Step #3: Set the Operation Mode

The device mode of operation is displayed in the bottom left corner of the main application window. The default mode of operation is IO, where all 5 pins can be used for any function from the IO tab of the software. Activating SPI or I2C modes of operation will assign the pins associated with those protocols to their protocol-specific function, and the remaining unused IO pins will still be available for use from the IO tab. Setting SPI or I2C mode of operation is done on the respective protocol tab as shown below.

Step #4: Interact

At this point, you're all set to start interacting with your device. For final step, please take a look at the next few pages in this guide.

The five IO pins of the Binho Nova Multi-Protocol USB Host Adapter can be used in a variety of modes, and unassigned pins can be used for their IO functions even when other pins are used for SPI or I2C operation. The image below shows the pinout and functionality of each of the pins:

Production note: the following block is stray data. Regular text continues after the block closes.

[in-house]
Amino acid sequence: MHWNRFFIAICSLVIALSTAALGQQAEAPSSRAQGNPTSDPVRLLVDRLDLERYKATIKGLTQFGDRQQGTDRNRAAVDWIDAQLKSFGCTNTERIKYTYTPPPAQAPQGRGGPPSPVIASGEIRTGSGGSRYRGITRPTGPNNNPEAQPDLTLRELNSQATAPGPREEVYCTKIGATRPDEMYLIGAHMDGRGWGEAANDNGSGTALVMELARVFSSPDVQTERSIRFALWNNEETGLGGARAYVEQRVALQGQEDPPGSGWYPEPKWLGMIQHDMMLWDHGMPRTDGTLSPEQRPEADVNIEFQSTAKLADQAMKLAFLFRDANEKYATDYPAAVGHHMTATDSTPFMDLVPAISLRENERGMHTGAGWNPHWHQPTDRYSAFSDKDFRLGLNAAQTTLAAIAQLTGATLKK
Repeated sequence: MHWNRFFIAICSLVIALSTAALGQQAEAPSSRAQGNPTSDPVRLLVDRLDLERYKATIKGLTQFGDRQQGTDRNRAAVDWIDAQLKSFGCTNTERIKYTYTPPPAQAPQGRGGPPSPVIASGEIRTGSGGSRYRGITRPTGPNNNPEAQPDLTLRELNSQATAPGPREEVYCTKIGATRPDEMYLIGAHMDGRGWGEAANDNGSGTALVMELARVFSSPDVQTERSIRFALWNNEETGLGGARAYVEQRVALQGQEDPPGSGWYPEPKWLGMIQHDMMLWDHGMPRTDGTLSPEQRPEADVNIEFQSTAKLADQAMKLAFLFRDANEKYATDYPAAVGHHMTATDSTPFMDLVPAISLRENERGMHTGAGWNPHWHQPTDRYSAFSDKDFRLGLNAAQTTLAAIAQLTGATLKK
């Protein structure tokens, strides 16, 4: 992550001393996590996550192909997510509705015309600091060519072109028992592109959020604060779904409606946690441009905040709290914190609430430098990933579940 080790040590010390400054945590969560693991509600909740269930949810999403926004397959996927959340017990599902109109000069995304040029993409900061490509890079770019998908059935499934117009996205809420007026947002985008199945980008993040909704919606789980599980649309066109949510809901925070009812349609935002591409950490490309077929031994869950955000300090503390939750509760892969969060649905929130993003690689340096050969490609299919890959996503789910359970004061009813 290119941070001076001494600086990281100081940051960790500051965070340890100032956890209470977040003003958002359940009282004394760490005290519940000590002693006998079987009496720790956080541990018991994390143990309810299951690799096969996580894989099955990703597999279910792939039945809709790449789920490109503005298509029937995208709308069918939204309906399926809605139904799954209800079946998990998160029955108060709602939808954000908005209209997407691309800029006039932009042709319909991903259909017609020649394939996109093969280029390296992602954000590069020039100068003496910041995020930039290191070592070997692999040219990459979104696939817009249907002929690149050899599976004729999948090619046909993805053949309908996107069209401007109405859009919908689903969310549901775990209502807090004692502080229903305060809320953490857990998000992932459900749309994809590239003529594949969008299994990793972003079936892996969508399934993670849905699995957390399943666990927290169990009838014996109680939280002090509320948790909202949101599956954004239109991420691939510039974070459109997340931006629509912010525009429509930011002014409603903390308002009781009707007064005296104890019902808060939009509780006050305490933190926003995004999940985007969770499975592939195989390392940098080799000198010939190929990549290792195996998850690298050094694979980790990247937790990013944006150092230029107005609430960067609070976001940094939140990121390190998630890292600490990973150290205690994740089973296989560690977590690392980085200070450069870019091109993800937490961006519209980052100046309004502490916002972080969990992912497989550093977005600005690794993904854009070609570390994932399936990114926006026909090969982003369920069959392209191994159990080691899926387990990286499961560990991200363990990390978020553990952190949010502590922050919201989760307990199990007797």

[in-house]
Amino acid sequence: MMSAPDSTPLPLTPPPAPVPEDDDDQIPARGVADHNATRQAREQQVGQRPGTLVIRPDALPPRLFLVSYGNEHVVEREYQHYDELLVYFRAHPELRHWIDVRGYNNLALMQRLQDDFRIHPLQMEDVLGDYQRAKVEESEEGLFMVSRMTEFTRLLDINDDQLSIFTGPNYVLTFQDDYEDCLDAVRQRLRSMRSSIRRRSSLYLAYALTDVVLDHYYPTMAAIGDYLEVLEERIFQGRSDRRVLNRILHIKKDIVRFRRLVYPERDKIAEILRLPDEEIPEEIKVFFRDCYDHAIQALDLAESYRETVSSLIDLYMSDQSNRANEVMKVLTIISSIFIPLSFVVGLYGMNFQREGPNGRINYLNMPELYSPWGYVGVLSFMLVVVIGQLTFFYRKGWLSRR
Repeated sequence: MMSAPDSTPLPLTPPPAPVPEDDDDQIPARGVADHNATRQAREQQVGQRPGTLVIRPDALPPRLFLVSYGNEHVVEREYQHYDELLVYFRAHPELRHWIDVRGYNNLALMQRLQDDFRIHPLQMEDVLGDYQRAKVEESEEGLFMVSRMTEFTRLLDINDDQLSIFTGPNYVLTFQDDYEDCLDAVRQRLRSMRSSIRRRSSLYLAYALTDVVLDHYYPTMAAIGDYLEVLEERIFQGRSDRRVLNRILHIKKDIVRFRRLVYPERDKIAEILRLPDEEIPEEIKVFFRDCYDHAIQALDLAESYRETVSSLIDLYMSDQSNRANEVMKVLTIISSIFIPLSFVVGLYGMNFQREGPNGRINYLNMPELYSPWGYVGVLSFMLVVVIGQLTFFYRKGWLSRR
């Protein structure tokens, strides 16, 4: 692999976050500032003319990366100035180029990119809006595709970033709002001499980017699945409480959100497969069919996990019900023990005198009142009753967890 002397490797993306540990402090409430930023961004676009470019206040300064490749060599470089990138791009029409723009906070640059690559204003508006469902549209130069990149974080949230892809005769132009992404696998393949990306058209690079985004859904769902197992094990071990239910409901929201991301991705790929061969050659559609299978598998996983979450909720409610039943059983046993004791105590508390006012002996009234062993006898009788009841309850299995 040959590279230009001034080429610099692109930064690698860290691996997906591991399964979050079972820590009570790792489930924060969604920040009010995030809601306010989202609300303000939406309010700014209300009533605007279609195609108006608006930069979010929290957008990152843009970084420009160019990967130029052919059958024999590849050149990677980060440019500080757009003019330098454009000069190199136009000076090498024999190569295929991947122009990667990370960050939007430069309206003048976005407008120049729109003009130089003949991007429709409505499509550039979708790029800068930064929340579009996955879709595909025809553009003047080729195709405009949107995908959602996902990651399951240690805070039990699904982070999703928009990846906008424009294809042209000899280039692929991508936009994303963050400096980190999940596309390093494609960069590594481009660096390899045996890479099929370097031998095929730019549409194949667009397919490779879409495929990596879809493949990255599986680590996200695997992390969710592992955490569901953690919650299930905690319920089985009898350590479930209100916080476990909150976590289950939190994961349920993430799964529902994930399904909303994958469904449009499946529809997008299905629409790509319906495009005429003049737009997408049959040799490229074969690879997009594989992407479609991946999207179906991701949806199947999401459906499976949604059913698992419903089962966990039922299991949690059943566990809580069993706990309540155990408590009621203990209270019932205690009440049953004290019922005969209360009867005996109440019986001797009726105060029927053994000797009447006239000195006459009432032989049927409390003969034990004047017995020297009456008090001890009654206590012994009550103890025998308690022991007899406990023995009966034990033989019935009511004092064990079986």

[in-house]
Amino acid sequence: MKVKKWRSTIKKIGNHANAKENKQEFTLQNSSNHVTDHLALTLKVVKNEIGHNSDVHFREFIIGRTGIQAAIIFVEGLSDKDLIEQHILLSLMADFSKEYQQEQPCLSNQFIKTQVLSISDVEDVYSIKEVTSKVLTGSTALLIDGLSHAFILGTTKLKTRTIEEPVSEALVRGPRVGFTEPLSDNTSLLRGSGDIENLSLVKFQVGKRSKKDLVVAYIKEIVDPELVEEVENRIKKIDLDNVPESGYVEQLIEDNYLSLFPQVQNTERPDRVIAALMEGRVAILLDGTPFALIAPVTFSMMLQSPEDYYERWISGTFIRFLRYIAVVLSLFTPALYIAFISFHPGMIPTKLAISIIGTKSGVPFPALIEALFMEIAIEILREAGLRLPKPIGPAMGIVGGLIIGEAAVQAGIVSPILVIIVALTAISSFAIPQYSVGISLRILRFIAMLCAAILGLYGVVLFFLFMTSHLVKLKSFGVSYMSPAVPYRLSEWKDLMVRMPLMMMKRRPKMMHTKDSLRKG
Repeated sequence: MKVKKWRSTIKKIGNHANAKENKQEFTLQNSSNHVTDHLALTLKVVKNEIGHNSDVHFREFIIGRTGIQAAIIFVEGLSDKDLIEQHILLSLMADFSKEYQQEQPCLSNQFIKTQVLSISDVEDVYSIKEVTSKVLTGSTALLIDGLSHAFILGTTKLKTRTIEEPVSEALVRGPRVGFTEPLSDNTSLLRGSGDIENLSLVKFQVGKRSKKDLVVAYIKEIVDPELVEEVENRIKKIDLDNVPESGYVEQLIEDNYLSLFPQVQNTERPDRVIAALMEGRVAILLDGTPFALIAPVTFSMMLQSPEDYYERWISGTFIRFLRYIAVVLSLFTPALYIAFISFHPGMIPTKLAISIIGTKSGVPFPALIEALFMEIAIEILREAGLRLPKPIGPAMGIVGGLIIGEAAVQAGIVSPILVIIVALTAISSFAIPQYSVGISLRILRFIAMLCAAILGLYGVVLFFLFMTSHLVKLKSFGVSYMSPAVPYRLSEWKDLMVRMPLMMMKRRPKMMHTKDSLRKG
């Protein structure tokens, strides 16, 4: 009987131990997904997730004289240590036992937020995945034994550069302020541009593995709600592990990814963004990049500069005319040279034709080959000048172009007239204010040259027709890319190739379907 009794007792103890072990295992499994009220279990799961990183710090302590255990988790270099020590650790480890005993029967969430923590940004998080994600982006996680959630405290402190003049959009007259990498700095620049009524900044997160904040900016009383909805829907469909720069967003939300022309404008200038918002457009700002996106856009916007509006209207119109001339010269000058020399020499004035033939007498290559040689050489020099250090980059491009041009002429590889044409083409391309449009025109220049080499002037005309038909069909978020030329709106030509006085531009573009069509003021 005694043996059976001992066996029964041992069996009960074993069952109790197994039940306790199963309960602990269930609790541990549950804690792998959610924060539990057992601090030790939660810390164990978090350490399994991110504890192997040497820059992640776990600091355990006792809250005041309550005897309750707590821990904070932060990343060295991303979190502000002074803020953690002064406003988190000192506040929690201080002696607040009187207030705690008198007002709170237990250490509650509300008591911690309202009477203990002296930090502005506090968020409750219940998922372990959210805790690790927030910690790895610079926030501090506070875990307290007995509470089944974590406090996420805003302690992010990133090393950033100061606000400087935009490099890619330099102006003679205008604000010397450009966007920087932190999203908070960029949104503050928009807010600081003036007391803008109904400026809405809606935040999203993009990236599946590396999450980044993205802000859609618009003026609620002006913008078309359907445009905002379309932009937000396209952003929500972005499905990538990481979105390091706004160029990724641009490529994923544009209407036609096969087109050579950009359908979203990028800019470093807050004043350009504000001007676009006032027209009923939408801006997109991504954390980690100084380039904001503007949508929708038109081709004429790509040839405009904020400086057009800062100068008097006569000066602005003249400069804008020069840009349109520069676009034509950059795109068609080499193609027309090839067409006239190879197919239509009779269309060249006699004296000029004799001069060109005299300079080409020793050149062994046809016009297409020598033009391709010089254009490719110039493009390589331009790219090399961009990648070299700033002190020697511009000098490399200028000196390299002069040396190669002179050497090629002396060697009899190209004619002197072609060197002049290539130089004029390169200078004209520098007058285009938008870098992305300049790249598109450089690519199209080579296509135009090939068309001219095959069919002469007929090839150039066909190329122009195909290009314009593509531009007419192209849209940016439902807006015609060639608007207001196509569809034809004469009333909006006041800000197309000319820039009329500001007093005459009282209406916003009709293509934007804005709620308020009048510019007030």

Digital Input

All 5 of the IO pins can be used as digital inputs. This can be achieved by selecting "DIN" from the pin assignment dropdown box. In this mode, the value of the input signal can be read by clicking the "Update" button. The value is displayed as either a logical 0 or 1.

Digital Output

All 5 of the IO pins can be used as digital outputs. This can be achieved by selecting "DOUT" from the pin assignment dropdown box. In this mode, the value of the output signal can be set by clicking either the "Set Low" or "Set High" buttons.

Analog Input

All 5 of the IO pins can be used as analog inputs. This can be achieved by selecting "AIN" from the pin assignment dropdown box. In this mode, the value of the input signal can be read by clicking the "Update" button. Note that the voltage reference is 3.3 Volts. The measured value is displayed in Volts.

Analog Output